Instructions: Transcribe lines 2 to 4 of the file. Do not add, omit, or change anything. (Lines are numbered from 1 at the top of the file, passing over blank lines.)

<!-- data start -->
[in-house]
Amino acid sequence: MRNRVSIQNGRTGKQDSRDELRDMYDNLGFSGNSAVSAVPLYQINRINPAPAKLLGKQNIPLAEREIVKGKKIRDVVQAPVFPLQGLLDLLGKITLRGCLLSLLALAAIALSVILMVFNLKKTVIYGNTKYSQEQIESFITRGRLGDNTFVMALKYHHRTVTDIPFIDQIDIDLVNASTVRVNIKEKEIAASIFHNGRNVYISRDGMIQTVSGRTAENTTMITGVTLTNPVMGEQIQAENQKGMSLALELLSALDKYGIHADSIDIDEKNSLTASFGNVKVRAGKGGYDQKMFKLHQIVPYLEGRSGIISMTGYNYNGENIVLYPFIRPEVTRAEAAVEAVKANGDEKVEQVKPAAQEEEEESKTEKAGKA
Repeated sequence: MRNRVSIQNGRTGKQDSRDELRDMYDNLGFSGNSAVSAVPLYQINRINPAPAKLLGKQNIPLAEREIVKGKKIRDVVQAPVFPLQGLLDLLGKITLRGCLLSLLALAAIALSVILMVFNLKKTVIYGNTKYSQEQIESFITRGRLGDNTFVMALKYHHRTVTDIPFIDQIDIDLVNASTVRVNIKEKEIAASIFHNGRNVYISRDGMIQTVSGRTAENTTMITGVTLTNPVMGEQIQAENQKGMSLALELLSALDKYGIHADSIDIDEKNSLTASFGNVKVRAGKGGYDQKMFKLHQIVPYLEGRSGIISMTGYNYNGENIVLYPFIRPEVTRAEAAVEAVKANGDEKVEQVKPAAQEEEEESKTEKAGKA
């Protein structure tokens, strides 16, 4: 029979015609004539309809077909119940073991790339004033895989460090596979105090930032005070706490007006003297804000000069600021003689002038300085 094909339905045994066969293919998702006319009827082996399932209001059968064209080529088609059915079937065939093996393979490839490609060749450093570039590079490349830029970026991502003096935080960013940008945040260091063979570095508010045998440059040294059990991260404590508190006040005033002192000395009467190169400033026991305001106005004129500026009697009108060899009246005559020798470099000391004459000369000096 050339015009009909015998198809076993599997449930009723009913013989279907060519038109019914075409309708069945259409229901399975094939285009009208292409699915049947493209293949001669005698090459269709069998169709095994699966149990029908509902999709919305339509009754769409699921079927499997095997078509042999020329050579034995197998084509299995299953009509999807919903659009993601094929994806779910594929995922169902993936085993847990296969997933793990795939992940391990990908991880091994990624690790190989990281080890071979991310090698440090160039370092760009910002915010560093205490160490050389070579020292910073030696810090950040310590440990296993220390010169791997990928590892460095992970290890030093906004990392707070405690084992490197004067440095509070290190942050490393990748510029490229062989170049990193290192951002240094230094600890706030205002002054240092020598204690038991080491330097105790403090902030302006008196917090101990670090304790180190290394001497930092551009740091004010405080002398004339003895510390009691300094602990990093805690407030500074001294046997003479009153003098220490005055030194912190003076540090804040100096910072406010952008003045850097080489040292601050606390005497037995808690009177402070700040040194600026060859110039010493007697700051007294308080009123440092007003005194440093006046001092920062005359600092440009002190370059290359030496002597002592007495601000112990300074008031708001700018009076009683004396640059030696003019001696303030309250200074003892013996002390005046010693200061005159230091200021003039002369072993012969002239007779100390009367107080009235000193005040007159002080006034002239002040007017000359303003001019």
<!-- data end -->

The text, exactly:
Amino acid sequence: MRNRVSIQNGRTGKQDSRDELRDMYDNLGFSGNSAVSAVPLYQINRINPAPAKLLGKQNIPLAEREIVKGKKIRDVVQAPVFPLQGLLDLLGKITLRGCLLSLLALAAIALSVILMVFNLKKTVIYGNTKYSQEQIESFITRGRLGDNTFVMALKYHHRTVTDIPFIDQIDIDLVNASTVRVNIKEKEIAASIFHNGRNVYISRDGMIQTVSGRTAENTTMITGVTLTNPVMGEQIQAENQKGMSLALELLSALDKYGIHADSIDIDEKNSLTASFGNVKVRAGKGGYDQKMFKLHQIVPYLEGRSGIISMTGYNYNGENIVLYPFIRPEVTRAEAAVEAVKANGDEKVEQVKPAAQEEEEESKTEKAGKA
Repeated sequence: MRNRVSIQNGRTGKQDSRDELRDMYDNLGFSGNSAVSAVPLYQINRINPAPAKLLGKQNIPLAEREIVKGKKIRDVVQAPVFPLQGLLDLLGKITLRGCLLSLLALAAIALSVILMVFNLKKTVIYGNTKYSQEQIESFITRGRLGDNTFVMALKYHHRTVTDIPFIDQIDIDLVNASTVRVNIKEKEIAASIFHNGRNVYISRDGMIQTVSGRTAENTTMITGVTLTNPVMGEQIQAENQKGMSLALELLSALDKYGIHADSIDIDEKNSLTASFGNVKVRAGKGGYDQKMFKLHQIVPYLEGRSGIISMTGYNYNGENIVLYPFIRPEVTRAEAAVEAVKANGDEKVEQVKPAAQEEEEESKTEKAGKA
């Protein structure tokens, strides 16, 4: 029979015609004539309809077909119940073991790339004033895989460090596979105090930032005070706490007006003297804000000069600021003689002038300085 094909339905045994066969293919998702006319009827082996399932209001059968064209080529088609059915079937065939093996393979490839490609060749450093570039590079490349830029970026991502003096935080960013940008945040260091063979570095508010045998440059040294059990991260404590508190006040005033002192000395009467190169400033026991305001106005004129500026009697009108060899009246005559020798470099000391004459000369000096 050339015009009909015998198809076993599997449930009723009913013989279907060519038109019914075409309708069945259409229901399975094939285009009208292409699915049947493209293949001669005698090459269709069998169709095994699966149990029908509902999709919305339509009754769409699921079927499997095997078509042999020329050579034995197998084509299995299953009509999807919903659009993601094929994806779910594929995922169902993936085993847990296969997933793990795939992940391990990908991880091994990624690790190989990281080890071979991310090698440090160039370092760009910002915010560093205490160490050389070579020292910073030696810090950040310590440990296993220390010169791997990928590892460095992970290890030093906004990392707070405690084992490197004067440095509070290190942050490393990748510029490229062989170049990193290192951002240094230094600890706030205002002054240092020598204690038991080491330097105790403090902030302006008196917090101990670090304790180190290394001497930092551009740091004010405080002398004339003895510390009691300094602990990093805690407030500074001294046997003479009153003098220490005055030194912190003076540090804040100096910072406010952008003045850097080489040292601050606390005497037995808690009177402070700040040194600026060859110039010493007697700051007294308080009123440092007003005194440093006046001092920062005359600092440009002190370059290359030496002597002592007495601000112990300074008031708001700018009076009683004396640059030696003019001696303030309250200074003892013996002390005046010693200061005159230091200021003039002369072993012969002239007779100390009367107080009235000193005040007159002080006034002239002040007017000359303003001019």